* Article titles in AMA citation format should be in sentence-case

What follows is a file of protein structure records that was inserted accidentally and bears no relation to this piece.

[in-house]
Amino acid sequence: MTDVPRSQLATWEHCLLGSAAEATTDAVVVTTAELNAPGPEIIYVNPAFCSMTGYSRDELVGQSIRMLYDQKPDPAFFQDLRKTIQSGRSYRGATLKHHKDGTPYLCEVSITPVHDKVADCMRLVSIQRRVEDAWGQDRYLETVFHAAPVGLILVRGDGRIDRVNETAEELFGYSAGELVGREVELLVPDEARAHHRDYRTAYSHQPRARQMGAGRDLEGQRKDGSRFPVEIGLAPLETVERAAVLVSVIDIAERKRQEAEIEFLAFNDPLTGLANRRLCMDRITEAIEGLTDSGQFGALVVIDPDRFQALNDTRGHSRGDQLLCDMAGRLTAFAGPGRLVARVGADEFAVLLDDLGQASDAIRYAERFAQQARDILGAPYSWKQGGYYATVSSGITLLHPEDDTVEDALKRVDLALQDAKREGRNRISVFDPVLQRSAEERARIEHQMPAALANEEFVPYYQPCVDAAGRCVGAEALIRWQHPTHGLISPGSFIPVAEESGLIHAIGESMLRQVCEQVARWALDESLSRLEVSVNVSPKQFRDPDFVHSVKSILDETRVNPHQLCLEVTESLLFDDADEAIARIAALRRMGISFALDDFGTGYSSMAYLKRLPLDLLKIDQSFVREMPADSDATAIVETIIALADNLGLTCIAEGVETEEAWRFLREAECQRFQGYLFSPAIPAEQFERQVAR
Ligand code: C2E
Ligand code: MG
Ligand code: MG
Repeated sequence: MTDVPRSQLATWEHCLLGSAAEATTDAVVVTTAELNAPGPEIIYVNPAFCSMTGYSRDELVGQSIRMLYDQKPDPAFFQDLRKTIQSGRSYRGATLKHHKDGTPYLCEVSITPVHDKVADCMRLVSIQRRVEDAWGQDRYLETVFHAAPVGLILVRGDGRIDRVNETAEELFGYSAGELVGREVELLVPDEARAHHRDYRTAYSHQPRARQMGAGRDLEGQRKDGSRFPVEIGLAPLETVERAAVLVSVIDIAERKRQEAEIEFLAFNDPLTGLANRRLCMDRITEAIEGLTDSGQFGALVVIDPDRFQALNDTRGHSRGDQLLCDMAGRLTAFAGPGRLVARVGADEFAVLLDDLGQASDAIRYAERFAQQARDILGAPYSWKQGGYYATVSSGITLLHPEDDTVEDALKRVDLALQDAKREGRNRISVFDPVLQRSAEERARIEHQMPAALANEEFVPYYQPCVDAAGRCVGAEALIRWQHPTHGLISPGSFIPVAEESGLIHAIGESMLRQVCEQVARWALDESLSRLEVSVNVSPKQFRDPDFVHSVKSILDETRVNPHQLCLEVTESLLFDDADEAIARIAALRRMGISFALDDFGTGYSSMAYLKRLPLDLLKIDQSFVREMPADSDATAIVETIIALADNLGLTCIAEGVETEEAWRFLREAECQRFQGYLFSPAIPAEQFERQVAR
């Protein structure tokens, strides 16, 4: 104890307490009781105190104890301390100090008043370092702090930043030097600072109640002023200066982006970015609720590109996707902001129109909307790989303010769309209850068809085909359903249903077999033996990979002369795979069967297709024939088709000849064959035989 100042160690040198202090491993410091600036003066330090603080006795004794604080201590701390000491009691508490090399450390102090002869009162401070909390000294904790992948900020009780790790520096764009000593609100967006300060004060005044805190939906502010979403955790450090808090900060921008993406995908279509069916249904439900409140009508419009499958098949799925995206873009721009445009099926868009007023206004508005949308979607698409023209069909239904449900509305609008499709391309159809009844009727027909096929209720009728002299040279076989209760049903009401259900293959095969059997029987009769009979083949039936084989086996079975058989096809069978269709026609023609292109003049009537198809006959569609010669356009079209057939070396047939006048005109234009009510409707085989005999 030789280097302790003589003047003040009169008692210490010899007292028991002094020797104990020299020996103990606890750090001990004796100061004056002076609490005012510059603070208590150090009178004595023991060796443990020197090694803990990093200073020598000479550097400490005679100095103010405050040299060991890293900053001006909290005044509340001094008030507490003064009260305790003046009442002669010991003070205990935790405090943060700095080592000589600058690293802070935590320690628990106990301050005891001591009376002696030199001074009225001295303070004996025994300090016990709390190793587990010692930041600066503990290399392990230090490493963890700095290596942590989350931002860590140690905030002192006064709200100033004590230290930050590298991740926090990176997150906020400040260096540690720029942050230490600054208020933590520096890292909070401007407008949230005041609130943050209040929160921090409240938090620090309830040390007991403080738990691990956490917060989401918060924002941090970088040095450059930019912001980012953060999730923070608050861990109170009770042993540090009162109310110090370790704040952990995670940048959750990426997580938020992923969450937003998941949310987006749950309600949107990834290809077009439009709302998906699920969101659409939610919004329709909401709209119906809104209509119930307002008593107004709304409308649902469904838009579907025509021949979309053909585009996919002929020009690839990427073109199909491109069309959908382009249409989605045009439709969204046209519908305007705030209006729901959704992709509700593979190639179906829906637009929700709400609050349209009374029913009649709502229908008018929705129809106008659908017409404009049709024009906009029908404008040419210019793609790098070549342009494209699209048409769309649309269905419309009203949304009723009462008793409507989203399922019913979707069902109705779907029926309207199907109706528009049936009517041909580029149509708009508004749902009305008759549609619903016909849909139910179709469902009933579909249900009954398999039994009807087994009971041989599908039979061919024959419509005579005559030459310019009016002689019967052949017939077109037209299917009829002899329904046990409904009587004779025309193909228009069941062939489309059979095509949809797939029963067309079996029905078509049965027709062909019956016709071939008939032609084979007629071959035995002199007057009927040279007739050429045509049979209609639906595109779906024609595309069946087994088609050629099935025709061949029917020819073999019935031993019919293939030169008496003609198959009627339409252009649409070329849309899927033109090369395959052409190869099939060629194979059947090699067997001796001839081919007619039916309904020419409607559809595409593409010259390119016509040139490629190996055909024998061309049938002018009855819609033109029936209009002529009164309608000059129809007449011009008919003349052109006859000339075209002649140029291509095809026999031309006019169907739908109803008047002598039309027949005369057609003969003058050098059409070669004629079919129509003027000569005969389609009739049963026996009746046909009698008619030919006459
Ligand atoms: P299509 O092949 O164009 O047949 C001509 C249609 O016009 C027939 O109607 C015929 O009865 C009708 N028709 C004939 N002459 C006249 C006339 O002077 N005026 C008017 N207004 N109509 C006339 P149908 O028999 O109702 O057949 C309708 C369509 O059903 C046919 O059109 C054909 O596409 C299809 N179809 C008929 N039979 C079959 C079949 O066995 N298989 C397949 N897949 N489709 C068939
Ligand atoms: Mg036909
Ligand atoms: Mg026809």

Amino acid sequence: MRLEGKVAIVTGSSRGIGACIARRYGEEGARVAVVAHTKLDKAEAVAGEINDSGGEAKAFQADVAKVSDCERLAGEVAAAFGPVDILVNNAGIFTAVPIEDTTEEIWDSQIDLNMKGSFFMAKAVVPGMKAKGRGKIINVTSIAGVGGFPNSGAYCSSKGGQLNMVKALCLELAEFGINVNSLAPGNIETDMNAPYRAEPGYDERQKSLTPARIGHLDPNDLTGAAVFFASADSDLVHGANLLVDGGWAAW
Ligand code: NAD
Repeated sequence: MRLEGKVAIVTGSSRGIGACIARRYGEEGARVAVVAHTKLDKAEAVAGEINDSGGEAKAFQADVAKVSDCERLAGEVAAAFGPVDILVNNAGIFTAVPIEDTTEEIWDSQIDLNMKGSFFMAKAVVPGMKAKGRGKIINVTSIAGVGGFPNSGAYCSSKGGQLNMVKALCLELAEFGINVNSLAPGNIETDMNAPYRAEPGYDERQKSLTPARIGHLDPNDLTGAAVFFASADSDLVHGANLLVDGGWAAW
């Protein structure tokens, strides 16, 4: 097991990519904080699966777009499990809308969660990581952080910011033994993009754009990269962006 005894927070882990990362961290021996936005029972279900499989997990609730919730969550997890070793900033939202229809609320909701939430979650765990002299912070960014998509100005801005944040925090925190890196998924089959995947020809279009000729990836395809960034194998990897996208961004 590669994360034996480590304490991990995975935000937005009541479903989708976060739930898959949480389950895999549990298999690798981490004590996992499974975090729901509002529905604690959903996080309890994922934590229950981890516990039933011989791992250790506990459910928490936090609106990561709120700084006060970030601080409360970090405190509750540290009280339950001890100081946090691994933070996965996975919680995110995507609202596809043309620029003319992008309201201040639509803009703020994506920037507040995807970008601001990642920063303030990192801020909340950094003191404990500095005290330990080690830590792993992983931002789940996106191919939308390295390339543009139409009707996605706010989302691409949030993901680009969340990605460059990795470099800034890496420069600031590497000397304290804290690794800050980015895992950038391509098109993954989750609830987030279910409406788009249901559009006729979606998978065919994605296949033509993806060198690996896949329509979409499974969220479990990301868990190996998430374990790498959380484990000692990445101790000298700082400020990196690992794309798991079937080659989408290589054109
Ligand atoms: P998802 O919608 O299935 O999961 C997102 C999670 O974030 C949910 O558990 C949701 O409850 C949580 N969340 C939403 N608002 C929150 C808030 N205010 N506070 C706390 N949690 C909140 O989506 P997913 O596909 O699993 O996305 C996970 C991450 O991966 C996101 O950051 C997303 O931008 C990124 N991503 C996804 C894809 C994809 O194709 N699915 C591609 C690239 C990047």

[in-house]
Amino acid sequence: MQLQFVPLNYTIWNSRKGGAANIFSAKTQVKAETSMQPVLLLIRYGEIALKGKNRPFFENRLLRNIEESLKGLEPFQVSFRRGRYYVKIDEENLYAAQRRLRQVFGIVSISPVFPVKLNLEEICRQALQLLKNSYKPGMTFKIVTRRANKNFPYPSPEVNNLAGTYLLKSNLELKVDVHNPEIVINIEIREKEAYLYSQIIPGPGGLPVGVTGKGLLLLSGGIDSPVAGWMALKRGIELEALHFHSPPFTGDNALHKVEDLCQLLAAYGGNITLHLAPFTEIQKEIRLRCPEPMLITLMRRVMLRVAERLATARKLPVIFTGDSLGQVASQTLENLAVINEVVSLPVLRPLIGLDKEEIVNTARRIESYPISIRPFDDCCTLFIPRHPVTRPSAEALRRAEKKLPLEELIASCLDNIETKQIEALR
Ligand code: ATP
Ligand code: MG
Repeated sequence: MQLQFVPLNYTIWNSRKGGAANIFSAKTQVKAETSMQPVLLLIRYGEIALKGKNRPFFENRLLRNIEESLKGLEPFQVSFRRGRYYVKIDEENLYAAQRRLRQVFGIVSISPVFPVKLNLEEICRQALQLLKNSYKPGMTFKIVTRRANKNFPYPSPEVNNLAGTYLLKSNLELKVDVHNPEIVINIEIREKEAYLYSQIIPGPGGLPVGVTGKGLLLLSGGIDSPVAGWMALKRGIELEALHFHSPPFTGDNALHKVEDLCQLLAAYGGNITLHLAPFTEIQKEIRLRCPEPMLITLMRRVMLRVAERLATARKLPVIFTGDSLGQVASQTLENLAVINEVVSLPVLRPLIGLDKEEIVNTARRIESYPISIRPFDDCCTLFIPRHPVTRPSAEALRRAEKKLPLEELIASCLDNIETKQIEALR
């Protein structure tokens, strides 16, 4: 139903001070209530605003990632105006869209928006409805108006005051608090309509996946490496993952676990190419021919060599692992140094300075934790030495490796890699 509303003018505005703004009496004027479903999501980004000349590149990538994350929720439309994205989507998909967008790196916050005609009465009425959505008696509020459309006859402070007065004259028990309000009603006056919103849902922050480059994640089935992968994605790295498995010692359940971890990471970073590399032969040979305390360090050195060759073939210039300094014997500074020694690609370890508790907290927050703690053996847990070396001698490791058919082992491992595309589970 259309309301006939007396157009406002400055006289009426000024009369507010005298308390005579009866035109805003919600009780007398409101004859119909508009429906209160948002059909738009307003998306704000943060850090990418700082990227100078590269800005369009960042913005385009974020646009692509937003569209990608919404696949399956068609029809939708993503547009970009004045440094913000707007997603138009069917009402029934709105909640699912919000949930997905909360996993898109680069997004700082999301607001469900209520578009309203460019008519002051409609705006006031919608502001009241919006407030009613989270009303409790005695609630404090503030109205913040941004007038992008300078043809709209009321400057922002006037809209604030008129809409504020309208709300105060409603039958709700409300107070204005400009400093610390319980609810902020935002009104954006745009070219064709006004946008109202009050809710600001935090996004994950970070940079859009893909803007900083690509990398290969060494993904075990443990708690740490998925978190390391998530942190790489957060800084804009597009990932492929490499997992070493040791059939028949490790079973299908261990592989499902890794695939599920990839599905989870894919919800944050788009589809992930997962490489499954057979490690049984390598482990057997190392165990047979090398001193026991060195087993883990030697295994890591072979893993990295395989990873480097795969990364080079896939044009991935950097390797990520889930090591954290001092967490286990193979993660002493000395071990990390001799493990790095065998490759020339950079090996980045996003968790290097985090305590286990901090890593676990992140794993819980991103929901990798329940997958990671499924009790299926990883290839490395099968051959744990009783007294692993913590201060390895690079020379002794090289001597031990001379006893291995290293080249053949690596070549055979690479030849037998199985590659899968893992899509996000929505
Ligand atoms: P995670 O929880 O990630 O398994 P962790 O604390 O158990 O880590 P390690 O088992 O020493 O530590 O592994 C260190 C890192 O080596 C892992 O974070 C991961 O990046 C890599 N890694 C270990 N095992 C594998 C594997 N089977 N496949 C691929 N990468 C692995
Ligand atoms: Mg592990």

TY - JOUR T1 - Effects of age, sex, and ethnicity on the association between apolipoprotein E genotype and Alzheimer disease. A meta-analysis. APOE and Alzheimer Disease Meta Analysis Consortium. AU - Farrer,L A, AU - Cupples,L A, AU - Haines,J L, AU - Hyman,B, AU - Kukull,W A, AU - Mayeux,R, AU - Myers,R H, AU - Pericak-Vance,M A, AU - Risch,N, AU - van Duijn,C M, PY - 1997/10/29/pubmed PY - 1997/10/29/medline PY - 1997/10/29/entrez SP - 1349 EP - 56 JF - JAMA JO - JAMA VL - 278 IS - 16 N2 - OBJECTIVE: To examine more closely the association between apolipoprotein E (APOE) genotype and Alzheimer disease (AD) by age and sex in populations of various ethnic and racial denominations. DATA SOURCES: Forty research teams contributed data on APOE genotype, sex, age at disease onset, and ethnic background for 5930 patients who met criteria for probable or definite AD and 8607 controls without dementia who were recruited from clinical, community, and brain bank sources. MAIN OUTCOME MEASURES: Odds ratios (ORs) and 95% confidence intervals (CIs) for AD, adjusted for age and study and stratified by major ethnic group (Caucasian, African American, Hispanic, and Japanese) and source, were computed for APOE genotypes epsilon2/epsilon2, epsilon2/epsilon3, epsilon2/epsilon4, epsilon3/epsilon4, and epsilon4/epsilon4 relative to the epsilon3/epsilon3 group. The influence of age and sex on the OR for each genotype was assessed using logistic regression procedures. RESULTS: Among Caucasian subjects from clinic- or autopsy-based studies, the risk of AD was significantly increased for people with genotypes epsilon2/epsilon4 (OR=2.6, 95% CI=1.6-4.0), epsilon3/epsilon4 (OR=3.2, 95% CI=2.8-3.8), and epsilon4/epsilon4 (OR=14.9, 95% CI= 10.8-20.6); whereas, the ORs were decreased for people with genotypes epsilon2/epsilon2 (OR=0.6, 95% CI=0.2-2.0) and epsilon2/epsilon3 (OR=0.6, 95% CI=0.5-0.8). The APOE epsilon4-AD association was weaker among African Americans and Hispanics, but there was significant heterogeneity in ORs among studies of African Americans (P<.03). The APOE epsilon4-AD association in Japanese subjects was stronger than in Caucasian subjects (epsilon3/epsilon4: OR=5.6, 95% CI=3.9-8.0; epsilon4/epsilon4: OR=33.1, 95% CI=13.6-80.5). The epsilon2/epsilon3 genotype appears equally protective across ethnic groups. We also found that among Caucasians, APOE genotype distributions are similar in groups of patients with AD whose diagnoses were determined clinically or by autopsy. In addition, we found that the APOE epsilon4 effect is evident at all ages between 40 and 90 years but diminishes after age 70 years and that the risk of AD associated with a given genotype varies with sex. CONCLUSIONS: The APOE epsilon4 allele represents a major risk factor for AD in all ethnic groups studied, across all ages between 40 and 90 years, and in both men and women. The association between APOE epsilon4 and AD in African Americans requires clarification, and the attenuated effect of APOE epsilon4 in Hispanics should be investigated further. SN - 0098-7484 UR - https://www.unboundmedicine.com/medline/citation/9343467/Effects_of_age_sex_and_ethnicity_on_the_association_between_apolipoprotein_E_genotype_and_Alzheimer_disease__A_meta_analysis__APOE_and_Alzheimer_Disease_Meta_Analysis_Consortium_ L2 - https://jamanetwork.com/journals/jama/fullarticle/vol/278/pg/1349 DB - PRIME DP - Unbound Medicine ER -